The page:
When it comes to voting rights, Republicans claim to be misunderstood. They insist they are not trying to suppress the vote; they just want to make voting more secure. For Republicans that means promoting in-person voting.
Even though I vehemently disagree with Republicans’ undermining of vote by mail, I am all for expanding access to in-person voting. So, in the spirit of bipartisanship, I want to propose a legislative reform that meets Republicans’ stated objective of encouraging in-person voting. States should pass laws prohibiting long lines at the polls. Specifically, states should prescribe by law that no voter should have to wait more than half an hour in order to cast a ballot.
Here is how it would work. The new law would entitle voters to a wait time of 30 minutes or less when voting in person. If the state or a locality fails to meet this time limit, it must pay the affected voter for the time the voter spent waiting in line in excess of 30 minutes.
Voters could seek the actual cost to them of waiting in line (lost wages, childcare, etc.) or accept an hourly minimum that each state could set by law. If there was a dispute over the length of a wait or the cost of a voter’s time, it would be resolved in an expedited court proceeding. The state would owe the legal fees and costs of any prevailing voter plaintiff as well as the costs of the plaintiff’s own time in bringing the lawsuit.
Why 30 minutes? That was the time limit that the bipartisan Presidential Commission on Election Administration in 2014 announced should be the “general rule.” After studying the problem for months, it determined that “[a]ny wait time that exceeds this half-hour standard is an indication that something is amiss and that corrective measures should be deployed.”
Requiring election officials to pay when voters wait in long lines will have several benefits.
For one, it will provide some relief to those waiting in long lines to help defray the economic costs of voting in person. Money alone may not sufficiently compensate voters forced to choose between exercising their fundamental right to vote and providing for their family, but it may go a long way toward recognizing the burdens imposed on these voters. It will also give voters some sense of empowerment—the feeling that they no longer have to wait helplessly in long lines to vote without any recourse.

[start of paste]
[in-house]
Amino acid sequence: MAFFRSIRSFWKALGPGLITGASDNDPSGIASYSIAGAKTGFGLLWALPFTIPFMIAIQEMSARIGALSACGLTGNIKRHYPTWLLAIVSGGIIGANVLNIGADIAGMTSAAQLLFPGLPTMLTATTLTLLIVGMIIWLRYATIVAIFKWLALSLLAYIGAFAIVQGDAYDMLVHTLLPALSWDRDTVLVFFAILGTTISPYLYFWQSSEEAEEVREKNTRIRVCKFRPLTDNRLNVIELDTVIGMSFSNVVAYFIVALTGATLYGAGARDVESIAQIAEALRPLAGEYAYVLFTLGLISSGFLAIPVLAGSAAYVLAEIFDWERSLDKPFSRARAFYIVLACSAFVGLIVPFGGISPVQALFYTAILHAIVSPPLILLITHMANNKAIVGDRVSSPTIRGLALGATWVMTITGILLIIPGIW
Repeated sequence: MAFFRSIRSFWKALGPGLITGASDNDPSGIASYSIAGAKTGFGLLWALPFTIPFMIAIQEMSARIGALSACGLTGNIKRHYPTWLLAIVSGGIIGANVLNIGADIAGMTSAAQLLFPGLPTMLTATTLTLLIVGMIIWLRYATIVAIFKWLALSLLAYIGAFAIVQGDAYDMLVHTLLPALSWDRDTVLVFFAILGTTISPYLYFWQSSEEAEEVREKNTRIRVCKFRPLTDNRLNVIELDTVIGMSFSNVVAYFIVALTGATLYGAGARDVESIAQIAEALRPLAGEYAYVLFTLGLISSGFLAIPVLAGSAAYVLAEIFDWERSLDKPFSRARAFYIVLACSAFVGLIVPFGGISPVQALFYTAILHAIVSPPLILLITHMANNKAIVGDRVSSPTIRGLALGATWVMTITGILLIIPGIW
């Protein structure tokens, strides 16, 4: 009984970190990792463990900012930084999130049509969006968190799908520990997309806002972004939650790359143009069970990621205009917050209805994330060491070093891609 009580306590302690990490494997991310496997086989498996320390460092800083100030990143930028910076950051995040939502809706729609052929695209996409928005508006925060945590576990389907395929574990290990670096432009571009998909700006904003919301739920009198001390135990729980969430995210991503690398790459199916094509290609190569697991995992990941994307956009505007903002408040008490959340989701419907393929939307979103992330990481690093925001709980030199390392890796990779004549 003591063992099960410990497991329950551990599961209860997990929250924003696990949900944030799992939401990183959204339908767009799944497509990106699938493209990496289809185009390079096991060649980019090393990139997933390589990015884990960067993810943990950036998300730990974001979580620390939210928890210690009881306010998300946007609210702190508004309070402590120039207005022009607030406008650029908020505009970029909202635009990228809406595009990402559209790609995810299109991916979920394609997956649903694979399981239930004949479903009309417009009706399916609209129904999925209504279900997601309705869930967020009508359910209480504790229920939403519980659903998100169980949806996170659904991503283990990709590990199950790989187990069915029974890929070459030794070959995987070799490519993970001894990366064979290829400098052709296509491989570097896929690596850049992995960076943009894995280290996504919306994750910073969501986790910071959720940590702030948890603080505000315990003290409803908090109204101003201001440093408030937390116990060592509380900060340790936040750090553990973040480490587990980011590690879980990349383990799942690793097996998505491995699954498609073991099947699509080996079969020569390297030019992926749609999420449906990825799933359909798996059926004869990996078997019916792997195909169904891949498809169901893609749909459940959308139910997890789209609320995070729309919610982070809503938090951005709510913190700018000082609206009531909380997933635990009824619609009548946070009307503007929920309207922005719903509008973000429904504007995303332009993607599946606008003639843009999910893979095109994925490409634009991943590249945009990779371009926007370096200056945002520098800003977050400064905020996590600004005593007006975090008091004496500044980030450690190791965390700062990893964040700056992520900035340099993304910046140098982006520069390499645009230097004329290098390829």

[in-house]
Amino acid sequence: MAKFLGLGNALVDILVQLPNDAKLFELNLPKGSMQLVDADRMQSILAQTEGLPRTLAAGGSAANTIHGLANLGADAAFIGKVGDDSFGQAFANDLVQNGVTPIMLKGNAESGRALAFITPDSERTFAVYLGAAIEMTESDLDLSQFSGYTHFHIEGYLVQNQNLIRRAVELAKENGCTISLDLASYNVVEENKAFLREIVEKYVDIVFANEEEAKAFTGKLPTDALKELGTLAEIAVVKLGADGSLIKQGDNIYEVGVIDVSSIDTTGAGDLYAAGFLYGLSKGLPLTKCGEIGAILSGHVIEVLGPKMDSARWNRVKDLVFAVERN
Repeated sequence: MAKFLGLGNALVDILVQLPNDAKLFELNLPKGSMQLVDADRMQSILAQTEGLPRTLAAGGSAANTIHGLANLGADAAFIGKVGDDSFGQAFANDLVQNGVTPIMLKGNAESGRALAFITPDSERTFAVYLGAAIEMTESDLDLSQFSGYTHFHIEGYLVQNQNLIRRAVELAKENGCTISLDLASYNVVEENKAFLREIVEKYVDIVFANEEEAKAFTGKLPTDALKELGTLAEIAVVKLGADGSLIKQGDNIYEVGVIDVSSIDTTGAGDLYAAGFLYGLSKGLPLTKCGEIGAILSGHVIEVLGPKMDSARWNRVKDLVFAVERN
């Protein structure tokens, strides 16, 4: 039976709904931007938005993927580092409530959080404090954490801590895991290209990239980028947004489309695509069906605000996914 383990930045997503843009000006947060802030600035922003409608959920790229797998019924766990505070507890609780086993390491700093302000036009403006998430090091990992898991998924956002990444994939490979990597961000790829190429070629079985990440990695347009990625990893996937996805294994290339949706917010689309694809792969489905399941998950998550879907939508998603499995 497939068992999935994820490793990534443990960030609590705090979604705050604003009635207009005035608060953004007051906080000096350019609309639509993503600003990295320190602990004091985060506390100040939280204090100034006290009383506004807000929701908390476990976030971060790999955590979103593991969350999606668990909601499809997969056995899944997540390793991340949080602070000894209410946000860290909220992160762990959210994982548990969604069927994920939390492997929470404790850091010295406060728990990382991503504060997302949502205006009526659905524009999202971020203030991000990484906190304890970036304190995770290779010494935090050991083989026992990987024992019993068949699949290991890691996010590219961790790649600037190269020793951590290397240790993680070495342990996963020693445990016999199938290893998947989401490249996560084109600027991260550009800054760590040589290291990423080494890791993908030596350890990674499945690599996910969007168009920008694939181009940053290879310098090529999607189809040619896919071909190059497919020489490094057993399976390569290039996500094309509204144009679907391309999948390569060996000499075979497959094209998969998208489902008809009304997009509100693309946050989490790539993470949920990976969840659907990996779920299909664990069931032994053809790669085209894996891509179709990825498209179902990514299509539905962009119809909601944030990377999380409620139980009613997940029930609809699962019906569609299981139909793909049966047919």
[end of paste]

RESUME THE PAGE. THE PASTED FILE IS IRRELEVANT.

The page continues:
This system will also help us better understand the true cost and scope of the problem by putting a dollar value to it. Most importantly, it will incentivize states and localities to prevent long lines in the first place.
To be clear, long voting lines are not inevitable or unavoidable. They are the product of policy choices states and counties make as to whose time—and whose vote—is valuable and whose is not.
The data consistently shows that states and counties provide the equipment, space, and personnel necessary to avoid long lines in predominately white communities while failing to do so in predominantly minority communities—even when both communities are located in the same geographic area and have similar governmental resources.
For example, using cell phone tracking data, a study of the 2016 election showed that residents of entirely Black neighborhoods waited 29 percent longer to vote than their counterparts in entirely white neighborhoods. Most tellingly, this disparity held up even within the same counties—many of which were among the wealthiest counties in the country.
Another study of 2018 election wait times found that “Latino voters waited on average 46 percent longer than white voters, and Black voters waited on average 45 percent longer than white voters.” Importantly, the authors of this study noted that “the 2018 racial wait gap cannot be explained by the level of resources per voter in counties populated largely by racial and ethnic minorities. In fact, whiter counties tended to have fewer resources per voter than less-white counties.”
Finally, in a lawsuit over long lines in heavily Black areas of the metro-Atlanta counties during the 2020 primary, Stanford Political Science Professor Jonathan Rodden, found that “where minorities constituted more than 90 percent of active registered voters, the average minimum wait time in the evening was 51 minutes. When whites constituted more than 90 percent of registered voters, the average was around six minutes.”
When President Obama announced the creation of the Presidential Commission on Election Administration during his 2013 State of the Union Address, he declared, “[w]hen any American, no matter where they live or what their party, [is] denied that right [to vote] because they can’t afford to wait for five or six or seven hours just to cast their ballot, we are betraying our ideals.” He vowed: “We can fix this and we will. The American people demand it. And so does our Democracy.”
President Obama was right that we can fix the problem of wait times for voting. But we have not.
States did not fix this problem when they were passing laws to impose onerous ID requirements or to restrict vote by mail. Counties did not fix this problem when they were closing polling locations or allocating new voting equipment. And Congress did not fix this problem even as a pandemic was devastating minority communities in the midst of a national election.
If Republicans genuinely believe that providing access to in-person voting is key to a healthy democracy, now is the time for them to support this simple solution.
This is no time to wait.